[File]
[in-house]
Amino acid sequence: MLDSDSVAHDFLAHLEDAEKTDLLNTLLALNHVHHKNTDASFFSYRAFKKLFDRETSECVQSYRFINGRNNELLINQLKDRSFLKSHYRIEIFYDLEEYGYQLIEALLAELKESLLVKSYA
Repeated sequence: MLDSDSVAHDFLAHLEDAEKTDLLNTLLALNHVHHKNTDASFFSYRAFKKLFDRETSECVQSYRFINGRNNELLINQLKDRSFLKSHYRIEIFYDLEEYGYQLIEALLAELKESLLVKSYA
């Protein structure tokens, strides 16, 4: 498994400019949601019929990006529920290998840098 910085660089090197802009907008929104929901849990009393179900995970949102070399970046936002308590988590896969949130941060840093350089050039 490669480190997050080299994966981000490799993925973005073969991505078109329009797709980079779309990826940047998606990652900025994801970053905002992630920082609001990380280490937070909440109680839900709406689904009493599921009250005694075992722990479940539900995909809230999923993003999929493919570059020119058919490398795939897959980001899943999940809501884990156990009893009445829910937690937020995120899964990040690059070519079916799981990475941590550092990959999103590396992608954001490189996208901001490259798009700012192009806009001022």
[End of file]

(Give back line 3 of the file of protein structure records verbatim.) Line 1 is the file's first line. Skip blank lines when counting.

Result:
Repeated sequence: MLDSDSVAHDFLAHLEDAEKTDLLNTLLALNHVHHKNTDASFFSYRAFKKLFDRETSECVQSYRFINGRNNELLINQLKDRSFLKSHYRIEIFYDLEEYGYQLIEALLAELKESLLVKSYA